I am neither praising the one nor blaming the other, for I am simply quoting facts. After the hierarchical, theocratic principle came the diplomatic, political principle. It is carried over in all its forms and in all its side manifestations. Here, some historical details are interesting. Something that is often said in historical textbooks is not actually correct: namely, that the invention of gunpowder was the origin of modern military forces, in contrast to the armies of the age of chivalry in the Middle Ages. A much more important factor came into play when, at the beginning of modern times in Europe, the barter economy of the Middle Ages was replaced by a currency economy, so that those in power came to be administrators of money, which had formerly not been the case. Until then, barter had been much more to the fore, with money playing only a minor role. The currency economy led to the development of mercenary armies that were no longer compatible with the armies of the age of chivalry which had been adapted to the barter economy of the Middle Ages.

This modern military organization started in Switzerland. The Swiss were the first soldiers in the modern sense of the fifth post-Atlantean period. You can follow this in history: It was just because the Swiss became such efficient soldiers that they were able to win all those battles they had to win in order to create a Switzerland which would later be able to withstand the assaults of chivalry. I am speaking to the Swiss amongst us. Basically the Swiss with their armies are the primary, the real, conquerors of chivalry. Chivalry was overcome in Switzerland. It was from Switzerland alone that the rest of Europe learnt how to use their armies of infantry to overcome the armies of chivalry. Study history, and you will find that this is true.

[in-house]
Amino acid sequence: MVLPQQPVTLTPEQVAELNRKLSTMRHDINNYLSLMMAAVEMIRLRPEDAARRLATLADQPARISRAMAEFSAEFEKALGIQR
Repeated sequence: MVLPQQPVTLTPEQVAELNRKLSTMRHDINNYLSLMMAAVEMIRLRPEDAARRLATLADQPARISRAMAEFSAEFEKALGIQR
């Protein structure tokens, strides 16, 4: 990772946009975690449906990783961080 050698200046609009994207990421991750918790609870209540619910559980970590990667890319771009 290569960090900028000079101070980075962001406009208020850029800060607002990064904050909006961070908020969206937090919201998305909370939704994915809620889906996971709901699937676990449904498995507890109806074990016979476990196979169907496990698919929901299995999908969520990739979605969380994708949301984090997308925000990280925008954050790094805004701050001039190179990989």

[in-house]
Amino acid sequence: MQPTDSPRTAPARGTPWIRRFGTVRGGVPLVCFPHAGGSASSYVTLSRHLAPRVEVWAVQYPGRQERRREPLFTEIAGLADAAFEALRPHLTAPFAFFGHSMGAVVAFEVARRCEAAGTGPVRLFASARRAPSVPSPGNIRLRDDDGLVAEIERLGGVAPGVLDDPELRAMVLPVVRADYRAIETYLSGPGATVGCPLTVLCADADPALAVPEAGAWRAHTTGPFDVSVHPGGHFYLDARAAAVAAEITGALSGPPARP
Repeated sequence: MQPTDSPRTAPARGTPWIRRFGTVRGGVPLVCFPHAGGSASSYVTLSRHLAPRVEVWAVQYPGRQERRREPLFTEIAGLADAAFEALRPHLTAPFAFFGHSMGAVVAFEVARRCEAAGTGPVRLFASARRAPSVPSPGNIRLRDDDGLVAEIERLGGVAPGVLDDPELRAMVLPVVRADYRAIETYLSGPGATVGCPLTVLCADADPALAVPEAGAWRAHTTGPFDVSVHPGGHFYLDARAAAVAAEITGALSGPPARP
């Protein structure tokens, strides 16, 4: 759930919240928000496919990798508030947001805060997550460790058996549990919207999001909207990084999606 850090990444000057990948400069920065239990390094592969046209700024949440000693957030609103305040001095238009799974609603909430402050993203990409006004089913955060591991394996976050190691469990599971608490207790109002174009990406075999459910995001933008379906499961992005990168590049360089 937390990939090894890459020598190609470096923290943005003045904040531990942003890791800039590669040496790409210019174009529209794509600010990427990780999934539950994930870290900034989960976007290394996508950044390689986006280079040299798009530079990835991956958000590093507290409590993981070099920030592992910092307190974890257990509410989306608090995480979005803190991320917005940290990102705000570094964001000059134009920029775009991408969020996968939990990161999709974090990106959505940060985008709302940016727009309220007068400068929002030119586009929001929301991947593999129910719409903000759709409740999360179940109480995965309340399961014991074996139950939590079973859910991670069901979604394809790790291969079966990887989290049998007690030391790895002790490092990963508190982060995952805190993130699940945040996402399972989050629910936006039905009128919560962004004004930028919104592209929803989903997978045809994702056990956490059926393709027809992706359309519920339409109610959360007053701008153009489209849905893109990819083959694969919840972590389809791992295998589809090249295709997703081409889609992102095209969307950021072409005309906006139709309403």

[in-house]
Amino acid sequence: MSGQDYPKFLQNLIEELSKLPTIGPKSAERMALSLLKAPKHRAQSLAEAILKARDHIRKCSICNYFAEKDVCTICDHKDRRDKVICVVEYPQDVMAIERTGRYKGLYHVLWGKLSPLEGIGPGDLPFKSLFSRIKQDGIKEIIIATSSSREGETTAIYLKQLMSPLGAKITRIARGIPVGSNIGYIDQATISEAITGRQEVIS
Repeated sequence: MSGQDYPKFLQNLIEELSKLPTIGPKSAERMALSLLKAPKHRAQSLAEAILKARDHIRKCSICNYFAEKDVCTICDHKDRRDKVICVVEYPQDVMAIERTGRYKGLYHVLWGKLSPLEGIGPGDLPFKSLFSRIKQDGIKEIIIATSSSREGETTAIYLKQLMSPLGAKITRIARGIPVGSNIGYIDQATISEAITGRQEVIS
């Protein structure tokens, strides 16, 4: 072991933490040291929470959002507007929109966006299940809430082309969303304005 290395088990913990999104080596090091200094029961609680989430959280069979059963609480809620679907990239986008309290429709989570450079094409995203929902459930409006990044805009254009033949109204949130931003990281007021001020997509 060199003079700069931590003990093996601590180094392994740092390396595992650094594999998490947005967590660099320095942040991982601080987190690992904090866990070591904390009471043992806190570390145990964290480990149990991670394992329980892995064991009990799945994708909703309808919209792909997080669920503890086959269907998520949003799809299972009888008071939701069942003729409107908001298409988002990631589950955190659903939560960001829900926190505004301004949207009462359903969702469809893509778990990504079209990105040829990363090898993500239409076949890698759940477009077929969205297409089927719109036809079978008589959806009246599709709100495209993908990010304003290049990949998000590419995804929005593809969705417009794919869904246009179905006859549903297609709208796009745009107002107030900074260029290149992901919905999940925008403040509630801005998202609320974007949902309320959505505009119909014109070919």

Now let us proceed in history to Napoleon. Why were Napoleon's soldiers and armies superior to those of Central Europe? It was because Central Europe was still working, at the time of Napoleon, not with Swiss soldiers of course, but with the Swiss military principle, whereas Napoleon had under his command a real national army born out of the French nation itself. You will appreciate this if you follow the battles between the Central Europeans and Napoleon in the right way. How the generals of the Central European armies had to keep a hold on their mercenaries—for that is what they really were—even inside their barracks! Thus they never had the possibility of a strategy of long battle lines. Napoleon is the first to be able to use long battle lines because the French army at his disposal is a national army born of the people. When strategy necessitated a wide distribution of his forces, he did not need to worry that the men might desert. The Prussian general, on the other hand—for instance during the famous campaigns of Frederick the Great—was constantly concerned that a troop dispatched to a distant spot would desert, for his was not a national army but a crowd collected and sometimes coerced from all quarters; they came from all over the place, including quite foreign parts. The national army was invented in France, and this meant that Central Europe, starting with Prussia, also established national armies modelled on that of France. The Central European national armies came into their own when they assumed a French character.